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Greek wines making name for themselves May 16, 2007

Posted by grhomeboy in Greek Taste World, Wine And Spirits.

Chances are you’re familiar with a few already. They range from bright and food-friendly reds to complex and age-worthy whites and seductive, aromatic roses from Greece.

In fact, pronouncing them might be the only obstacle. “Half the people come in here and say ‘What’s Greek wine, is it good?,'” says Telly Topakas, owner of Parea Wine Bar & Cafe in San Francisco. “They’re choking on it a little, so I’ll say it slowly and break it down for them phonetically, and they get it.”

Allow us. Here are some grapes to say, try, buy, and ultimately, embrace. They’re all vying to be your Next Big Thing. So, if you find a white to rotate with your staple chardonnay, or a new blend for July’s barbecues, we’ve done our good deed. See you on the beach!

Xinomavro > Xinomavro is the king of native red grapes in northern Greece, and means “acid black.” Don’t let that deter you. Whether blended or on its own, Xinomavro can produce wines of great range and character, from a modern, fresh and clean style, even a great rose, to its unmistakably age-worthy and complex characteristics of red fruit, sun-dried tomatoes, Kalamata olives and spices. Greece’s wine renaissance is in full swing, and a new crop of talented winemakers is making it easy to forget the pine nightmare that was Retsina.
Pronounce it > KSEE-no-mav-ro.
Eat it with > Greek salad. It stands up to the olive oil and lemon.
Producers > Kir-Yianni, E. Tsantali, Alpha Estate.
Where to find > Parea Wine Bar & Cafe, 795 Valencia St., S.F., 415-255-2102; Du Vin Fine Wines, 2526 A Santa Clara Ave., Alameda, 510-769-9463.
For fans of > Dry, tannic reds.

Aromatic whites > If you crave medium to full-bodied wines with exotic floral and white fruit aromas yet crisp acidity, the whites of Greece are for you. Assyrtiko hails from the island of Santorini, where the volcanic soil produces wines of body and high acidity. Think juicy wines that can cleanse even the most difficult-to-pair South Asian meal. Malagousia is a rare variety grown mainly in Macedonia; imagine white peaches spritzed with jasmine. Moschofilero, a gray-skinned grape grown in central Peloponnese, has vibrant acidity, violet aromas and makes a superb rose. These are the wines of romantic myths.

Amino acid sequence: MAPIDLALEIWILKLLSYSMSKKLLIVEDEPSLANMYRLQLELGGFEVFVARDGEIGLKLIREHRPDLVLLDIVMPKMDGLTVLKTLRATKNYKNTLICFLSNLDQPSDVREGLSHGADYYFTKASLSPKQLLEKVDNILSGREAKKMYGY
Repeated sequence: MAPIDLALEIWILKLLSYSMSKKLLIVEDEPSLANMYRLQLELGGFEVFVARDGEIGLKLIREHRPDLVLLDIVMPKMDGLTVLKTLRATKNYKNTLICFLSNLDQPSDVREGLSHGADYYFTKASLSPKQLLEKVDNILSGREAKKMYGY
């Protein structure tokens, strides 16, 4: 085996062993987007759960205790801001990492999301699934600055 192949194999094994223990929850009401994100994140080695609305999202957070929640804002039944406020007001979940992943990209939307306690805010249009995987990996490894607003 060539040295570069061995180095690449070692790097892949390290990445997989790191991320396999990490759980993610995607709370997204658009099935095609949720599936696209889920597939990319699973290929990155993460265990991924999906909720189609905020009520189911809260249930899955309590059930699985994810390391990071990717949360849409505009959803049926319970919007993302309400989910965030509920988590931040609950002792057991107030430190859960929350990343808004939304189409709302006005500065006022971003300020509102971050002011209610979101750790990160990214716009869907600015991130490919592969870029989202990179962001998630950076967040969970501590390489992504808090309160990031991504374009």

Pronounce it > Assyrtiko: a-SEER-tee-ko; Malagousia: mah-lah-gou-ZYA; Moschofilero: mos-ko-FEE-le-ro.
Eat it with > Vegetarian Indian dishes.
Producers > Domaine Gerovassiliou (Malagousia); Ktima Pavlidis (Assyrtiko); Antonopoulos (Moschofilero).
Where to find > Parea, S.F.; Du Vin Fine Wines, Alameda; www.Allaboutgreekwine.com has useful audio pronunciations.
For fans of > Aromatic, exotic whites.

One of the Greek vintages, which are becoming voguish and are drawn from such consonant-heavy, indigenous grapes as moschofilero and xinomavro. Greek wineries are developing modern techniques and modern techniques don’t come cheap. You will be particularly pleased when you have landed to a Greek cabernet sauvignon, Tsantali Mount Athos Agioritiko Avaton, which happens to be the state wine served at the Kremlin.

It’s from Mount Athos, which is an all-male monastic community in Halkidiki peninsula, Northern Greece. Mount Athos is known for its “Avaton” which means no females are allowed to enter. No women are allowed, including many female animals. 

If you ever happen to visit Mount Athos, you will admire several priceless relics on display in the Mount Athos capital of Karyes, including the first founding charter of the autonomous monastic community bearing the signature of Byzantine Emperor Ioannis Tsimiskis, an artifact shown only to dignitaries. You should also tour the Mount Athos Protato Cathedral and the monasteries of Iviron and Stavronikita.

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